Abstract: Paper No. 160
The Preferential Income Tax Treatment of Owner-Occupied Housing: Who Really Benefits?
James R. Follain, David C. Ling, and Gary A. McGill
This paper examines the size and distribution of federal tax expenditures to owner-occupied housing across and within homeowner income classes with a model of expenditures that is more comprehensive than those currently in use. The analysis builds on a clear and specific statement of homeowner tax preferences and includes a discussion of their relation to other elements of the income tax and to mortgage debt. A novel element of the analysis is the explicit consideration given to net implicit rental income. The estimation of tax expenditures is based on 1989 American Housing Survey data and a fairly complicated set of procedures which are succinctly described.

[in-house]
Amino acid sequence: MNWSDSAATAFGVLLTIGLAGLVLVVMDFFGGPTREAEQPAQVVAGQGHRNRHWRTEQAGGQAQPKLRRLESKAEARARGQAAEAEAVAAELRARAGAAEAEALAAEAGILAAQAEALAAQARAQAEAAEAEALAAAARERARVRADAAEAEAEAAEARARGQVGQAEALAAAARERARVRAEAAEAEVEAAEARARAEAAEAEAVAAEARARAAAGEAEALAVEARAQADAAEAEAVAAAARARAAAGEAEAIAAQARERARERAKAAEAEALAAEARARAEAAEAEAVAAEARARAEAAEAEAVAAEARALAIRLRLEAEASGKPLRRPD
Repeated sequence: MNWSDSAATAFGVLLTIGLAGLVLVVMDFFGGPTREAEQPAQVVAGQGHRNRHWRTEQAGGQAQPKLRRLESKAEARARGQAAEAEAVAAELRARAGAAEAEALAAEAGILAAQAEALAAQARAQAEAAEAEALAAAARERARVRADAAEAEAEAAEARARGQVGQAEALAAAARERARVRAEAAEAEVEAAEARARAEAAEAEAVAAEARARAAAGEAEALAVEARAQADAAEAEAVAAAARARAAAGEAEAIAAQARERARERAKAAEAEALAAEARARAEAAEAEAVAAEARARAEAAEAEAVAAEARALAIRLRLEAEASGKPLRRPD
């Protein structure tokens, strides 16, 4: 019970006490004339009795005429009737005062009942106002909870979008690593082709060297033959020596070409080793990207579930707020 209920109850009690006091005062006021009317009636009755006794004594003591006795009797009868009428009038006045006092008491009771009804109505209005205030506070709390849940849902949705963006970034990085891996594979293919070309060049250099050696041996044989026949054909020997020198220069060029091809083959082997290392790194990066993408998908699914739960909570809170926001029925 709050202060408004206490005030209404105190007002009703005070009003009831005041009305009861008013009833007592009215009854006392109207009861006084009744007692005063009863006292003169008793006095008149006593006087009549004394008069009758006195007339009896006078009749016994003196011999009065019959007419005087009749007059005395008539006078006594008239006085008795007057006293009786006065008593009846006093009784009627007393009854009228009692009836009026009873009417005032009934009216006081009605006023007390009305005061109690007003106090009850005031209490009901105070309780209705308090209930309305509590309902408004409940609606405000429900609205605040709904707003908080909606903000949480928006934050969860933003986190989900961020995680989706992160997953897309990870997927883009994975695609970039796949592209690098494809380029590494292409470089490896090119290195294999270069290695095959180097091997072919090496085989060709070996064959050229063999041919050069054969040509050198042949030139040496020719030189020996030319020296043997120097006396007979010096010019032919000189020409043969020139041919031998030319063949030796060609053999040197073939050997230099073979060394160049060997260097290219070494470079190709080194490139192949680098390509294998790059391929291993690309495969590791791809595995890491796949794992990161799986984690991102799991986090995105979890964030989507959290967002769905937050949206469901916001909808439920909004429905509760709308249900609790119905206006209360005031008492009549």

The authors focus their analysis on the size of the tax expenditure benefits and the vertical and horizontal equity of their distribution. They highlight three major conclusions. First, on net, the inclusion of net implicit income in the measure of homeowner tax savings adds a substantial amount to the estimated tax expenditure to owner-occupied housing: the aggregate tax expenditure is estimated to have been $109 billion in 1989. This is approximately two and one-half times larger than the estimates of the Joint Committee on Taxation and the Treasury's Office of Tax Analysis. Second, the interaction of recent changes in the standard deduction with the tax treatment of non-housing itemized expenses has rendered the mortgage interest deduction worthless, or nearly so, for many low and moderate income households. As a result, they have introduced an anti-mortgage debt bias to the federal income tax code. Third, although the bulk of the tax expenditure benefits high-income households, the distributional effects of its elimination depend upon the manner in which the attendant savings are distributed.
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